Category: Online safety

Building Trust in Your Online Community

I found a great post on the Social Media Today blog that applies as much to teachers who build online communities in their classrooms as it does to companies and brands that build these same networks. So here are there tips they have given, with my spin on them for education:

1.) Lead by Example – As a teacher, our jobs are to instruct students, no matter whether they are present in a physical classroom or in an online space. It is an essential part of our jobs to model what we would like to see. This means we need to be present in our networks writing, taking pictures, making videos or doing whatever it is that we expect our students to do. This is especially important in education as we often are beginning new communities each year.

Building Trust in Your Online Community

2.) Get Personal – Online communities are unique, privileged spaces in education. They often give us an opportunity to get to know each and everyone of our students in ways that would not have been possible just in a classroom. This is often especially true of those quiet students who want to sit in our classrooms and not share of themselves. These are the students that often blossom the most in these communities. Be willing to share of yourself. Share your stories and your life. This doesn’t mean that you need to share every detail of your life, but be willing to be open.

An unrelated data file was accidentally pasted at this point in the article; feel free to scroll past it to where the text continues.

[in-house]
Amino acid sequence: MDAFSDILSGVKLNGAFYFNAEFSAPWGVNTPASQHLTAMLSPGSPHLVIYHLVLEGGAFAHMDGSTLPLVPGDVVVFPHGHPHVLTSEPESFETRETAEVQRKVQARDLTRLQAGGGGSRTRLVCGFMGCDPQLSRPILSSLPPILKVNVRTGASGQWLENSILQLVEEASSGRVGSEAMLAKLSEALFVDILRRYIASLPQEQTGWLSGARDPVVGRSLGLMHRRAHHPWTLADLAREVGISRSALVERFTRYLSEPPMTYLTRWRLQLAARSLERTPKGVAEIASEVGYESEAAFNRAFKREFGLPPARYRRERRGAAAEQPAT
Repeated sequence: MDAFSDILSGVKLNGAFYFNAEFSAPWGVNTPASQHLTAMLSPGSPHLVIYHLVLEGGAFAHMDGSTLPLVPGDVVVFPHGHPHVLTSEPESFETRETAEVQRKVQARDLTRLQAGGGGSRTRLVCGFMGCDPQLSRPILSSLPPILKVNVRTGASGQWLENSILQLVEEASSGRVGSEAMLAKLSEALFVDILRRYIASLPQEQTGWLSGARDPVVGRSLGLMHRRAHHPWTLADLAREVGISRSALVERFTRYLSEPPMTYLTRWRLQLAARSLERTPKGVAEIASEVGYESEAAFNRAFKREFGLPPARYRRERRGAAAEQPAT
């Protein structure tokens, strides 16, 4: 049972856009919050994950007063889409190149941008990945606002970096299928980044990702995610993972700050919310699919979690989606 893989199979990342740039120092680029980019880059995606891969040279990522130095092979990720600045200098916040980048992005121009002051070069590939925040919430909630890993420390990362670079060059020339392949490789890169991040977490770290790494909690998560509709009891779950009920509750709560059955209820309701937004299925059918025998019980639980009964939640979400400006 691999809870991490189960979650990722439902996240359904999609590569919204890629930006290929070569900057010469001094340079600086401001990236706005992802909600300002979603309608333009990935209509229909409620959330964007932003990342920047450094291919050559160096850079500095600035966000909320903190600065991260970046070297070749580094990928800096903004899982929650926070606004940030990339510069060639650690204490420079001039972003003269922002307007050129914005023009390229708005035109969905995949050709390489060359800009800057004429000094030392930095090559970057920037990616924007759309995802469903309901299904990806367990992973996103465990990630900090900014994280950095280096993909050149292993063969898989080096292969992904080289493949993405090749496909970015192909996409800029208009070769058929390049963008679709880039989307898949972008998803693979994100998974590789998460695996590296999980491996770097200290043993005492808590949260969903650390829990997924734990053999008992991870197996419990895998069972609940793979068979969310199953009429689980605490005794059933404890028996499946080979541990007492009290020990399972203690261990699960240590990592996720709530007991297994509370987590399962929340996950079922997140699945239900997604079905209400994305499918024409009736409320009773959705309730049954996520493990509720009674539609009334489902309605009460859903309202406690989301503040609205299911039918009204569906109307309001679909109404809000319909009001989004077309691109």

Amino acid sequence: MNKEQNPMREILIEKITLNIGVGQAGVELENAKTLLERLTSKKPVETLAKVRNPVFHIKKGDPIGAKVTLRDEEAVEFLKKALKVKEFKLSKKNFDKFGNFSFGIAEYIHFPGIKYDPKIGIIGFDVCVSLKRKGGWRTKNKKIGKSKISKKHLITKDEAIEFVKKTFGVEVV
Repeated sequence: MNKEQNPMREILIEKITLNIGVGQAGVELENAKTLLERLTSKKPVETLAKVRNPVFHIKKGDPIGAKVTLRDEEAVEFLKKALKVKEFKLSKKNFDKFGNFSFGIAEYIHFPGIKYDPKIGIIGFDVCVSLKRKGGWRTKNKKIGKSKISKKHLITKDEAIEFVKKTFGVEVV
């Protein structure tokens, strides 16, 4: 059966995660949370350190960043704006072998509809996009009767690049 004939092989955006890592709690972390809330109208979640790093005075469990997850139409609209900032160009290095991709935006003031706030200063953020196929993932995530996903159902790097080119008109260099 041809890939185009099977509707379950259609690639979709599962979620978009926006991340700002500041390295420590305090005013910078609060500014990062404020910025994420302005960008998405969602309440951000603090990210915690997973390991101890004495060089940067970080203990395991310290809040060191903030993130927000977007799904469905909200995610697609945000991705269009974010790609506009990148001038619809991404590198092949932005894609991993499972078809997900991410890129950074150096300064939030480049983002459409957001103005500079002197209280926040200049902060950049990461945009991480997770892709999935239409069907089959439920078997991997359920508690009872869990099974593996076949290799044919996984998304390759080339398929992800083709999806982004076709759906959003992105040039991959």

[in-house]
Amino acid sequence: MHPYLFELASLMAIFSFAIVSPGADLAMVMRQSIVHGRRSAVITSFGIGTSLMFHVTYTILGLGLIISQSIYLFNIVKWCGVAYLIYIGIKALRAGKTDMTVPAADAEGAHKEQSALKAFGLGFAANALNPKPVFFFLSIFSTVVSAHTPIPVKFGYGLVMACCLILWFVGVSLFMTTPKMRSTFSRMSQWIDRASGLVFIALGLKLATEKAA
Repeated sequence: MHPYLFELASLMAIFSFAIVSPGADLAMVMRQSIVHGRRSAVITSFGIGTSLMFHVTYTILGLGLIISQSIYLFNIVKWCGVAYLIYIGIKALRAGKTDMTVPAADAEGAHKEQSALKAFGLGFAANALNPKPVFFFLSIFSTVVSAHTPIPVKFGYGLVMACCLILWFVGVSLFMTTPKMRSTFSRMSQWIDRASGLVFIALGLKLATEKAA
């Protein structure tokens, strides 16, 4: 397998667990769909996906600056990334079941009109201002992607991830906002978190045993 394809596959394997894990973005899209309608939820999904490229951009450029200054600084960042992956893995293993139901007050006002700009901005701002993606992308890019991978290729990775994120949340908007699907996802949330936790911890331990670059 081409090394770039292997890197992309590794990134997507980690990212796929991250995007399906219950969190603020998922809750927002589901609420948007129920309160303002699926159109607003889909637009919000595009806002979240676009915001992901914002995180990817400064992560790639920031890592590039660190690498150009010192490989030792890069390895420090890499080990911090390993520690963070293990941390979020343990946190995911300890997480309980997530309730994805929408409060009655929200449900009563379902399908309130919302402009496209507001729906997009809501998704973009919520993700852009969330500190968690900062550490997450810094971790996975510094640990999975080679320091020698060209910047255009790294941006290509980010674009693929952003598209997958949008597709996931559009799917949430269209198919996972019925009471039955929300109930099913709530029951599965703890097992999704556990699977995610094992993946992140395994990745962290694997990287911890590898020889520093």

3.) Be Honest -Honesty goes along with openness. Be willing to share your opinions about things. This doesn’t mean that you need to be openly political or openly controversial, but it does mean that you need to be willing to share your thoughts and opinions about things.

4.) Accept that You’re Human – Teachers work a lot of hours and yet we cannot be everywhere at once. Despite our best efforts, we cannot see everything and be everywhere in our communities. We need to put in our best efforts, but we will do things wrong. Learn for mistakes and move on.

5.) Be Knowledgeable and Share: Think about the content that you actually post on your classroom blog or in your communities. Is it interesting? Is it things that you  find online that you think the students in your class might find interesting? Your communities need to be so much more than spaces to simply post homework and assignments for your class. Share the things you find online. Share of yourself and of your passions. Make your presence in a space one that has personality and share what you have.

6.) Maintain Consistency – This is true in all ways. The community discussion standards that you build in your communities need to be enforced for everyone present. Maintaining consistency will allow your students to be comfortable in your space, understanding what happens there and able to concentrate on what they are being asked to do.